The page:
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John Conyers, the legendary Democratic Congressman from Michigan who served more than a half-century on Capitol Hill, died Sunday, according to a new report. He was 90 years old.

Conyers died in his sleep, according to PBS reporter Yamiche Alcindor, who broke the news on Twitter.

Conyers was a founding member of the Congressional Black Caucus, the longest-serving African-American member of Congress and the third-longest serving member of Congress overall. He served Detroit in Michigan’s 13th Congressional District for 53 years before resigning abruptly in late 2017 after facing multiple allegations of sexual harassment, which he adamantly denied.

“My legacy can’t be compromised or diminished in any way by what we’re going through now. This, too, shall pass. My legacy will continue through my children,” Conyers said at the time.

Prior to his resignation, Conyers had been hospitalized. It was unclear if he had any health problems that contributed to his death on Sunday.

The Detroit native was born May 16, 1929, and attended the city’s public schools before going on to graduate from Wayne State University and Wayne State Law School. While Conyers was earning his education, he was also earning his stripes in the military as a member of the Michigan National Guard and the United States Army Reserve. He also served one year in Korea during the Korean War.

After serving his country in the military, Conyers joined the staff of Michigan Rep. John D. Dingell while simultaneously working as the general counsel for three labor locals in Detroit. Conyers also served on the executive boards of Detroit’s American Civil Liberties Union and Michigan’s chapter of the NAACP.

Conyers was elected to Congress and in 1965 began serving the first of his 26 consecutive terms, a record that still stands among Black Congressman. During his time in Congress, Conyers chaired the House Committees for Government Operations, Legislation and National Security along with chairing the House Judiciary Committee and two of its subcommittees, crime and criminal justice.

“He sat on the panel in 1974 when it investigated President Richard Nixon and later voted to submit articles of impeachment to the full House (he supported all three articles),” the Detroit News reminded readers.

He was also a member of the House Committee on Small Businesses.

Conyers went on to chair the Judiciary Committee from 2007-11 and led the powerful House Oversight Committee as chair from 1989 to 2004.

Conyers was also a pioneering Congressional voice on the contentious issue of reparations for the country’s sordid history of enslaving Black people. A House panel credited him in January for those efforts in a topic that has increasingly become part of the political discourse headed into the presidential election next year. Conyers first introduced H.R. 40 bill — the Commission to Study Reparation Proposals for African Americans Act — in 1989 before going on to propose it to Congress each year until he retired. The bill never passed.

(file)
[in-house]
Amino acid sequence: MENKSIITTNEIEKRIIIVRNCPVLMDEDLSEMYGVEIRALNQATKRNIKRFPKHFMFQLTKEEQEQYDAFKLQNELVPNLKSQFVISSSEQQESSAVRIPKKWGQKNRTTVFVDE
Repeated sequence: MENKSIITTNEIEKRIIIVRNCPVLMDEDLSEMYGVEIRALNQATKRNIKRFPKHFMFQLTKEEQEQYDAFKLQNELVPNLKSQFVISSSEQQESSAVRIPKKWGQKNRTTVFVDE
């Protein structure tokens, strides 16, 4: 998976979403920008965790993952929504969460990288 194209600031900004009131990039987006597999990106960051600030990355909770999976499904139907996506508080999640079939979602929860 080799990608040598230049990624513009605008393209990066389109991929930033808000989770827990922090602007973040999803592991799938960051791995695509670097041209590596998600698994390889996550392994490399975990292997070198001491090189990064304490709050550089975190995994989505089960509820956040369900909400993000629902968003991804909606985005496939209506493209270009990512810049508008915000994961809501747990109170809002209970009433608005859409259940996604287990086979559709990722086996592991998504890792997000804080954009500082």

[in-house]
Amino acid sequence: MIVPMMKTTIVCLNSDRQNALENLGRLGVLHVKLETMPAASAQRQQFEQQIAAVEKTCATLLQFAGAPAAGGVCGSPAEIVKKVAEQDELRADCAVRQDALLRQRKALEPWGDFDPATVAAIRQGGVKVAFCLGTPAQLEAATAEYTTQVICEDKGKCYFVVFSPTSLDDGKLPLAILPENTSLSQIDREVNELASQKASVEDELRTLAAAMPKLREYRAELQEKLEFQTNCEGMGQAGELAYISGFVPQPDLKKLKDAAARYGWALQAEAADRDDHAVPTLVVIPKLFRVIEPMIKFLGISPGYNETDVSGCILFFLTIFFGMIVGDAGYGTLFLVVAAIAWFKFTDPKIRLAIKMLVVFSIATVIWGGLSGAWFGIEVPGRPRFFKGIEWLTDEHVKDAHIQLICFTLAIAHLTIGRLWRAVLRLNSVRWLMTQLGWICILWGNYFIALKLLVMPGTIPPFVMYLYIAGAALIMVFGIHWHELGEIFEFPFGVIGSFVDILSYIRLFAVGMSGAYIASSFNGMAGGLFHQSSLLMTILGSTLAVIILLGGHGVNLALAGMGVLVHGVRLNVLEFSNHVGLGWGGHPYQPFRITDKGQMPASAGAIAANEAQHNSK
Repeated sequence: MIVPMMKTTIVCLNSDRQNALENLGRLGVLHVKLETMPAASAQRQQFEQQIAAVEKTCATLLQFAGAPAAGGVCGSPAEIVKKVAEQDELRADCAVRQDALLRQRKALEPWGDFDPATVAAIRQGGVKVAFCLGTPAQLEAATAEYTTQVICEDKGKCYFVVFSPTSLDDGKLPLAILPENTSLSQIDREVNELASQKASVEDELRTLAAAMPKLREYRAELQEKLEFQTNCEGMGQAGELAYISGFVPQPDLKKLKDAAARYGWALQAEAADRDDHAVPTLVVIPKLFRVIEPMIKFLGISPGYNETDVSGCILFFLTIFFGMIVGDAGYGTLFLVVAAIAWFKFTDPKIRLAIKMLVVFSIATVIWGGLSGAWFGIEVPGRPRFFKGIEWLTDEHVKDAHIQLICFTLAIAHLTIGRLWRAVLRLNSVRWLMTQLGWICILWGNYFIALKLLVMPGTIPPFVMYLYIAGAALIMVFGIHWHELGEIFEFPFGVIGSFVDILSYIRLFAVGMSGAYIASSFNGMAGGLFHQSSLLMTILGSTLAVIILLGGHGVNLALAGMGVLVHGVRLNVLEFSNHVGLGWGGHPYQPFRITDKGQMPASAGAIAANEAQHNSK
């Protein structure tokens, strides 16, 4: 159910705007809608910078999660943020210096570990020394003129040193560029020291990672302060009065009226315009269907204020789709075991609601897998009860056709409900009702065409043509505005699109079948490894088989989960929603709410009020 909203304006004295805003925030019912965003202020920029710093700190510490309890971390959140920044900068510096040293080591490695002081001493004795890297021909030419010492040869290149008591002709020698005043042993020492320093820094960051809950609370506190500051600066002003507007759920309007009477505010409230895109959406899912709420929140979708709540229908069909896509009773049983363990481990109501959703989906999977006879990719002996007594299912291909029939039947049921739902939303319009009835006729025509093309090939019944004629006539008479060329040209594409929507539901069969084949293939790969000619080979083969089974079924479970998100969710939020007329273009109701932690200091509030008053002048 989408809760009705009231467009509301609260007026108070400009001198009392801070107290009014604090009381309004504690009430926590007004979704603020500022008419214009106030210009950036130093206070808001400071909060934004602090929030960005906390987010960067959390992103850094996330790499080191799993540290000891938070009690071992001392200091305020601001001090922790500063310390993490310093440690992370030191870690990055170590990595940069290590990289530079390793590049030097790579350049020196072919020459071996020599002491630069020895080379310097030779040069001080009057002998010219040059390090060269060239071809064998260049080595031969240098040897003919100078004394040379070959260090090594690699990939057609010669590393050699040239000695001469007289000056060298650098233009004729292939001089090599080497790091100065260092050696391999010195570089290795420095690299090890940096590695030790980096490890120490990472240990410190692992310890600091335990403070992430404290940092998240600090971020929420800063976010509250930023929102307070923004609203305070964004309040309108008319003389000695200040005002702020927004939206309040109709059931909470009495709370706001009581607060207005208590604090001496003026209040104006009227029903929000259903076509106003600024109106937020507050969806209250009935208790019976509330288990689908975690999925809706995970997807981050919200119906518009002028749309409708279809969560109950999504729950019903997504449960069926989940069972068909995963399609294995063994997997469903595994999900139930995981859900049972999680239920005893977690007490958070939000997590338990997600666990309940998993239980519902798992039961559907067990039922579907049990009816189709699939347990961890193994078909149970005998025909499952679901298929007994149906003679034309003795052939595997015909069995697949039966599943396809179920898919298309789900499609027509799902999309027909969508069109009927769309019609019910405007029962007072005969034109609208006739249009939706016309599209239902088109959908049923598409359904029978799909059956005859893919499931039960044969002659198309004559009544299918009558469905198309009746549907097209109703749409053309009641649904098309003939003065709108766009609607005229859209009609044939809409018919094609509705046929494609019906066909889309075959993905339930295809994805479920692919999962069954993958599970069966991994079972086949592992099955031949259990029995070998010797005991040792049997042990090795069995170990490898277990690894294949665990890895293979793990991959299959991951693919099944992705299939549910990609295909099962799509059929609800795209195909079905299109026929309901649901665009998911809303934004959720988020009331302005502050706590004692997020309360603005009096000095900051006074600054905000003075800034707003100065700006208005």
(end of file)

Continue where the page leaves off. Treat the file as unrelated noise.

Conyers also made his presence felt in Congress when it came to civil rights. During his decades on Capitol Hill, he either sponsored or co-sponsored the Martin Luther King Holiday Act, the National Voter Registration Act and the Hate Crime Statistics Act. And although the infamous 1994 crime bill that spawned Hillary Clinton’s “super predators” quote, Conyers had an instrumental role in securing the inclusion of the Racial Justice Act and the Police Accountability Act inside what was called the Omnibus bill. He also was the driving force behind a Justice Department study on police brutality that prompted hearings on police brutality that Conyers conducted.

After he stepped down in 2017, Conyers endorsed his son, John Conyers III, as his heir apparent. However, it would be his nephew, Ian Conyers, who would actually run — and lose — for the coveted position in Congress. Rashida Tlaib would go on to win the election to fill Conyers’ spot and become the first Muslim woman in Congress in August of 2018.

While Conyers made a name for himself in the civil rights movement and an outspoken proponent for Black people in particular, the sexual harassment claims — which were alleged just as the #MeToo movement was gaining more attention — sullied his otherwise stellar resume in Congress. The damning allegations came from several of Conyers’ female staffers.

Conyers is survived by his wife Monica Conyers and their two sons, John Conyers III and Carl Edward.

Conyers’ death came just over a week after another legendary Black Congressman passed away. Maryland Rep. Elijah Cummings, who represented Baltimore in Congress for more than two decades, died on Oct. 17. He was 68.

SEE ALSO:

Legendary Maryland Congressman Elijah Cummings Dies At 68

Black Leaders Mourn The Tremendous Loss Of Rep. Elijah Cummings

Rest In Power: Notable Black Folks We Lost In 2019
Detroit Lions 2006 Headshots DETROIT - 2006: Charles Rogers of the Detroit Lions poses for his 2006 NFL headshot at photo day in Detroit, Michigan. (Photo by Getty Images)
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